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      'I Love Israel - My Forefathers Were Probably Jews'

      A Pashtun historian from India traces the Lost Tribes - to himself.
      By Alexander Maistrovoy
      First Publish: 4/12/2007, 8:50 AM

      40 years ago, as Israel celebrated its 1967 triumph, an extraordinary event occurred in the Jewish community of India. The President of India, Dr. Zakir Hussain, made a highly surprising visit to the Ohel David Synagogue of Pune, Maharashtra, which was celebrating its centenary. The significance of the event and the title of the guest were unprecedented. Why did he visit?

      Dr. Navras Jaat Aafreedi has his own explanation:  Dr. Hussain, one of the most famous sons of India, honored with the India's highest civilian award, the Bharat Ratna, was a member of a Pashtun (Pakhtun; Pathan) tribe known as the Afridi. And the Afridi tribe is identified with Ephraim, one of the Ten Lost Tribes of Israel.

      Dr. Aafreedi is an Indian citizen, a representative of the Afridi tribe too, and an historian. He isn't 30 yet, but he has a Ph.D. on Medieval and Modern Indian History, and his research paper was entitled: "Indian Jewry and the Self-Professed 'Lost Tribes of Israel' in India." His book of the same title is the third serious major work ever by a Gentile on this subject. Now he is doing his Post-Doctoral Research at Tel Aviv University.
      "Right then I decided that I would explore my probable Israelite roots."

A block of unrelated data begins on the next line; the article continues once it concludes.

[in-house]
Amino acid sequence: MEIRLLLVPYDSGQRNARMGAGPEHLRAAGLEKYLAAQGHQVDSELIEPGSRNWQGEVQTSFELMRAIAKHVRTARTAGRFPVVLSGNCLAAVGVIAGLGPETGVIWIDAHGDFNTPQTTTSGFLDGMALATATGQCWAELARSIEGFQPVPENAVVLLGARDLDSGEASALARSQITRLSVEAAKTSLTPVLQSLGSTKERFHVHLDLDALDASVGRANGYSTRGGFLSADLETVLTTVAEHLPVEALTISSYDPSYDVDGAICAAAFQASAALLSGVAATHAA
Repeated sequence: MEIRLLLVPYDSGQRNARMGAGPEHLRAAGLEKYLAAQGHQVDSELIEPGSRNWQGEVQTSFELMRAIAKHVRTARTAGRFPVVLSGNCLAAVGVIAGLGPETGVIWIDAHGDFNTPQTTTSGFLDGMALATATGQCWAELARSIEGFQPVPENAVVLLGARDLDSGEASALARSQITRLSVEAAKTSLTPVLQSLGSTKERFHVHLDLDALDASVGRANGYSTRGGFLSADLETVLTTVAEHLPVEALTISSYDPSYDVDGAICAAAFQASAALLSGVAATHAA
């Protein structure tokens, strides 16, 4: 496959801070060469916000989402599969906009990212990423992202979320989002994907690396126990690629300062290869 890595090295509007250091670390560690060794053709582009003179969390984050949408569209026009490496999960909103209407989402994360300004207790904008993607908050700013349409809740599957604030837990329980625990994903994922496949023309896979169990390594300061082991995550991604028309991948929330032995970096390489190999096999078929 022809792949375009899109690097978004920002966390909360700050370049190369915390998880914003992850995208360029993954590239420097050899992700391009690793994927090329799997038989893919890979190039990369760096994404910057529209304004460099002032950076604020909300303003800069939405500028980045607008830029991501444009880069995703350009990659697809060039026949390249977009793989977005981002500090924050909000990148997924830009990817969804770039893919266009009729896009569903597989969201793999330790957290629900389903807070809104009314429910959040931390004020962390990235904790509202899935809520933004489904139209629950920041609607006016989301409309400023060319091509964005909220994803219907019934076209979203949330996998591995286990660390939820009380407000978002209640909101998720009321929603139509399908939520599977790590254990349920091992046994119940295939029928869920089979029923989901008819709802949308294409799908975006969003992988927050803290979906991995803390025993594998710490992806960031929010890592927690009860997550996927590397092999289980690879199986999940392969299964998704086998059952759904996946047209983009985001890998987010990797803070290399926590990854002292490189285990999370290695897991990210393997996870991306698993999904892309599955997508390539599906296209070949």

"Small minorities and marginal groups in all parts of the world have always interested me", he told this reporter. "But I was always more interested in Jews than any other group because of their impressive accomplishments and achievements, in spite of their numerical insignificance, and also because Muslims in my home town Lucknow tended to blame Jews for everything evil in the world. My interest in the Jews further deepened when my late uncle once said to me that our roots were Israelite. I was then 12 years old. Right then I decided that I would explore my probable Israelite roots when I get to the doctoral level.

      "There were no Jews in my home town Lucknow. I only met Jews for the first time when I started researching for my Ph.D. But the more I read about Jews, the more my admiration grew for them. The Jewish saga is a tale of unprecedented heroism and self-sacrifice; Jews were humiliated and mistreated like no other people in history. That despite this, the Jews rose and returned to their ancient homeland (Israel) after two thousand years speaks volumes about the character of these tenacious people. I admire Jews as much for their resilience and courage as for their wisdom and scholarship."

      After getting his Ph.D. from Lucknow University in 2005, Navras won scholarships from the Center for Judaic Studies in Shandong University, China and from the Israeli government. The terms of the Chinese scholarship were more lucrative, but Navras chose Tel-Aviv. "It's only for my love for Israel," he explains.

      Navras began his research of the connection between Afridi Pashtuns from Malihabad in Lucknow district (of the state of Uttar Pradesh) and the Ephraim tribe. Pashtuns settled there in the mid-18th century and they are about 1,200 today. It is a drop in the ocean compared to about 45 million Pashtuns around the world. Pashtun tribes mainly live in the highlands of Afghanistan and Pakistan, and they are divided into 60 tribes and 400 clans.

      The Afridi tribe is one of the largest (about three million) and very martial. They controlled the famous Khyber and the Kohat passes, collected tribute from caravans and became famous for their fearlessness and selflessness in battles with everyone who tried to